Let God’s Grace Cleanse Our Eyes

Let God’s Grace Cleanse Our Eyes

Twenty-Ninth Sunday in Ordinary Time (A)  |  Fr Timothy Radcliffe urges us to learn from the destitute and the victims of Hurricane Harvey to see God in the world more clearly.

Today’s gospel, in which Jesus’ enemies try to entrap him by asking whether they should pay tax to Caesar or not, is often read as making a distinction between politics and religion. There is Caesar’s world and that of God. Priests should keep out of politics and stick to spirituality. But this to misunderstand what Jesus is saying. Every human being is made in the image of God and so belongs to God. For Christians, politics is building the polis, the community, in which God’s own children can live in dignity and happiness, as we await God’s gift of the heavenly city, in which all politics will be finished and, thanks be to God, there will be no more party conferences! Isaiah shows God immersed in the great events of his time, the rise of Cyrus, the Persian ruler who transformed the political map of the Middle East  and enabled the exiled Israelites to go home. Religion cannot be reduced to politics, but it has consequences for how we understand the point of politics.

So what is this clash between Jesus and his enemies about? They give us the clue: ‘Teacher, we know that you are sincere, and teach the way of God in accordance with truth, and show deference to no one; for you do not regard people with partiality.’ They contrast two ways of seeing the world: God’s true way, and a human way, in which everything is viewed through the prism of wealth and status. Jesus’s opponents are caught up in that human way, speedily producing Caesar’s coin from their pocket, although that image would have polluted them. The Herodians especially belonged to the world of wealth and power. They are so blinded that they do not see that the man they are trying to trap is himself the very image of God made human.

If one sees the world through the spectacles of status and money, the poor disappear. Etienne Grieu SJ wrote: ‘A world dominated by competition engages in a formidable task of classification, not only of performances but also of people. Right at the bottom of the chart are those who are not efficient enough. They thus become invisible to others, as they are unable to demonstrate their usefulness in any of the various exchanges we take part in… They also feel humiliated because they scarcely can have the means to say who they are or to make people notice the unique treasure they bear.’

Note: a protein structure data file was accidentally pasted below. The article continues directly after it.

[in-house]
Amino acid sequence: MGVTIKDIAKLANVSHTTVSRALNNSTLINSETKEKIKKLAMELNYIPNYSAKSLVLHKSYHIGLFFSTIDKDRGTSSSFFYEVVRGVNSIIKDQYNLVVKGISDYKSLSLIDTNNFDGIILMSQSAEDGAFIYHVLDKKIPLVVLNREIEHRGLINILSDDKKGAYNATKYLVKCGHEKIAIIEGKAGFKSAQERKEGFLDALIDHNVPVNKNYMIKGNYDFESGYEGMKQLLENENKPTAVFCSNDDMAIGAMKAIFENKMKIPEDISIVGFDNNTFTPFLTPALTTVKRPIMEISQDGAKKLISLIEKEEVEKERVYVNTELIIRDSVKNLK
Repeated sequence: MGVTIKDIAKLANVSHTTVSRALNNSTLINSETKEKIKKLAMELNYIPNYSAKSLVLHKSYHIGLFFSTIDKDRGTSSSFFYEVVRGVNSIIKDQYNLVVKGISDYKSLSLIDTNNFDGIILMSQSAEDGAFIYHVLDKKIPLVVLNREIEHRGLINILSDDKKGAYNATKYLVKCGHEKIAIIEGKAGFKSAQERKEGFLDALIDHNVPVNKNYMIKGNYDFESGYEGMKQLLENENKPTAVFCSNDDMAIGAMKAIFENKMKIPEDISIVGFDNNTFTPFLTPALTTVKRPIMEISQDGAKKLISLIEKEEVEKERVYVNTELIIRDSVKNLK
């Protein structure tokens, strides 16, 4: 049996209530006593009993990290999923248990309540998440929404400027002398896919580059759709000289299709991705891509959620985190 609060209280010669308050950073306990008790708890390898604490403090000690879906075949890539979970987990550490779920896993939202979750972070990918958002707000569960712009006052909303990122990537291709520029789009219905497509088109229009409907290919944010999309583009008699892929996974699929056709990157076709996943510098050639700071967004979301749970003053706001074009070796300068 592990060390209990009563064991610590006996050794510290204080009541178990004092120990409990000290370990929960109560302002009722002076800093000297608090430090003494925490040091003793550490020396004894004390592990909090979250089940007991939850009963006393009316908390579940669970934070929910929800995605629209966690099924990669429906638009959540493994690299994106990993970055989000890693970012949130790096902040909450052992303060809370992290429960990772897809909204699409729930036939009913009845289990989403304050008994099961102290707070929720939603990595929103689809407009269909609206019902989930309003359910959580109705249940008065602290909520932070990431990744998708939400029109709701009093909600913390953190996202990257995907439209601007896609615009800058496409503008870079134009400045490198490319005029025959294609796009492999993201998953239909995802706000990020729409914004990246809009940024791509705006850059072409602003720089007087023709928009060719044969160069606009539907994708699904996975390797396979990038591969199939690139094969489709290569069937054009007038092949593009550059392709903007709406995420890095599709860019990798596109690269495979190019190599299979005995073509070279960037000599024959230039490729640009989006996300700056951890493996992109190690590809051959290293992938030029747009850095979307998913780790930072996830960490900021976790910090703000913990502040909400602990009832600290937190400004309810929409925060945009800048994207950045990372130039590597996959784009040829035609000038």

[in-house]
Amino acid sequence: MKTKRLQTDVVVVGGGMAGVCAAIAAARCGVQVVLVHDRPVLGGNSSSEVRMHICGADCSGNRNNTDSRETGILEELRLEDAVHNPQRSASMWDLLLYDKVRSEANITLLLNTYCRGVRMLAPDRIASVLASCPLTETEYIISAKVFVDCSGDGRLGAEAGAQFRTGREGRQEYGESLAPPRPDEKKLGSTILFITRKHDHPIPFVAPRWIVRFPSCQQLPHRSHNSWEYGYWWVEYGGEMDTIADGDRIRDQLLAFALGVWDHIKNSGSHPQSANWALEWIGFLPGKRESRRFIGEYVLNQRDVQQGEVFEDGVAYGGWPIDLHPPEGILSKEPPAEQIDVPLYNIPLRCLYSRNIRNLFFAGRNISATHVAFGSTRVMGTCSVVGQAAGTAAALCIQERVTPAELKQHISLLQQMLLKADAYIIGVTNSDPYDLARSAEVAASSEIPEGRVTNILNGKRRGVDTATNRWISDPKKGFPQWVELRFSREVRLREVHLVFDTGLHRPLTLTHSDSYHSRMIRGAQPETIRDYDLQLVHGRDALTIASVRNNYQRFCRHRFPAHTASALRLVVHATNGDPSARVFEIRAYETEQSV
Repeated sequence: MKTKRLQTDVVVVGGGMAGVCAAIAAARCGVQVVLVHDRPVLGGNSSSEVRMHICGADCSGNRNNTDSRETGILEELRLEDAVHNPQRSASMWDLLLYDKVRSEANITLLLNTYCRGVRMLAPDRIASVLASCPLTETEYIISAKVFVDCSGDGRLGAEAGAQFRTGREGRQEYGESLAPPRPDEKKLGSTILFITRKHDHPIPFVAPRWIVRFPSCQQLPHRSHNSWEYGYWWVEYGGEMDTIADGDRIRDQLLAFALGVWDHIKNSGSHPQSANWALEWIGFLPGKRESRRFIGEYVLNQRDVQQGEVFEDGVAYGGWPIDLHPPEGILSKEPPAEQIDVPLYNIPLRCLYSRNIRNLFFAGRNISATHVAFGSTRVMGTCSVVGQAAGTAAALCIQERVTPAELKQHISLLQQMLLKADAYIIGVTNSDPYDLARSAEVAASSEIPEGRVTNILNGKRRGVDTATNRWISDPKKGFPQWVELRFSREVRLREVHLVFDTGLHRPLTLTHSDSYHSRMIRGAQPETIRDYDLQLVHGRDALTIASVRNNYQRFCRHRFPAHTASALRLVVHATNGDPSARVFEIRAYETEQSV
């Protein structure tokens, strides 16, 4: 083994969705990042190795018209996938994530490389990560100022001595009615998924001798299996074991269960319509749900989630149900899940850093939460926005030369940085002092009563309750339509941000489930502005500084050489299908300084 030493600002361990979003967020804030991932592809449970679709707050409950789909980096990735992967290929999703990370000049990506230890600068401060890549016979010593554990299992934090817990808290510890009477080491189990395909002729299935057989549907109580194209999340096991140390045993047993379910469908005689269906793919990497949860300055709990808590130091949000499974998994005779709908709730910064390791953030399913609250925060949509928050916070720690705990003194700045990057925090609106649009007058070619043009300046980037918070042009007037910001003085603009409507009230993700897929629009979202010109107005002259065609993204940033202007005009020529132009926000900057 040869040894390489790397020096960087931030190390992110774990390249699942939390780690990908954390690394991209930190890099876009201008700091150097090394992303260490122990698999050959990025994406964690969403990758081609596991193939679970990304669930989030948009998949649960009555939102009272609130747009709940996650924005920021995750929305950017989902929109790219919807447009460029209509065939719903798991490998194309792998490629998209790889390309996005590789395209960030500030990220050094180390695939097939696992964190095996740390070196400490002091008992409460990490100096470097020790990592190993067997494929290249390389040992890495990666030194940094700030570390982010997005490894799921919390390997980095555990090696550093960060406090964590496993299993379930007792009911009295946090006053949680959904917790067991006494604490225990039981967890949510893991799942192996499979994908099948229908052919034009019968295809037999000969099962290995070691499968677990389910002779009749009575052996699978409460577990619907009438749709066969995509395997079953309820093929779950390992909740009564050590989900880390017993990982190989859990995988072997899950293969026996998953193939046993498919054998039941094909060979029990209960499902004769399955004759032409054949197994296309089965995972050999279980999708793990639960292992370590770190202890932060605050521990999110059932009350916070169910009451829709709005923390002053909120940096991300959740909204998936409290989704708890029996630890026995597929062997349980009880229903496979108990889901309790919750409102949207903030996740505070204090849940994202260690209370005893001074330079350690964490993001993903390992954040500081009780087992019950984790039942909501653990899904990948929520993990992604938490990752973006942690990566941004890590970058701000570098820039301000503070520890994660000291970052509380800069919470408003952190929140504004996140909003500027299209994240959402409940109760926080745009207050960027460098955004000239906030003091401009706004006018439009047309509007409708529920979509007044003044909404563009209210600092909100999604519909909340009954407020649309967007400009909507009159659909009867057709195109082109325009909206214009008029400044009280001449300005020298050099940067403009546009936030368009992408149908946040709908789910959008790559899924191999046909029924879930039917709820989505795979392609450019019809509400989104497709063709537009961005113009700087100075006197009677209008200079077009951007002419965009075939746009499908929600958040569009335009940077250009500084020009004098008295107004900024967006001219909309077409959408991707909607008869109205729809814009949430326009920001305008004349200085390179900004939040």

We are all, in varying degrees, bifocal. Sometimes we are bewitched by the Caesars of our time, the wealthy and the famous, and lose sight of the beauty of those who do not count. There is a destitute man who lives on the street outside Blackfriars, called Carl. Last week I found him weeping. A passer-by had urinated on him. But sometimes the veil lifts and we glimpse another’s concealed dignity, the secret beauty under the grime, the radiance under what seems banal or mediocre. Let God’s grace cleanse our eyes.

A month ago I attended a meeting of Catholic Charities USA in Houston. We were lodged downtown. The skyscape was dominated by vast towers, emblazoned with the names of powerful corporations, the streets filled with glittering shops and enormous cars. Advertisements flashed their wares. In this world of Caesar’s coin, the people living on the street and in tents under the overpasses, seemed like aliens from another world.

In the afternoons, we spent time in the areas devastated by hurricane Harvey. The heat was unbearable, the stench of the mould on the walls, resulting from the floods, unpleasant. Many people had lost almost everything. Of course there must have been violence and looting. The people here are no more necessarily saintly than the wealthy downtown are wicked. But everyone with whom we talked was more concerned with other people who, they claimed, had suffered more. No one put themselves first. There was humour, laughter, and hope. I felt that my eyes had opened a tiny bit and I saw not destitute victims but people marked with the image of God. I left feeling that if I spent more time in such places, I would see more clearly.

Readings: Isaiah 45:1. 4-6  |  1 Thess 1:1-5  |  Matthew 22:15-21

fr Timothy Radcliffe was Master of the Order of Preachers from 1992 to 2001. A member of the community at Blackfriars, Oxford, he is the author of a number of very popular books and an internationally reputed speaker and retreat-giver.

Comments (1)

  • A Website Visitor

    Challenging and inspiring reflection. Thank you.

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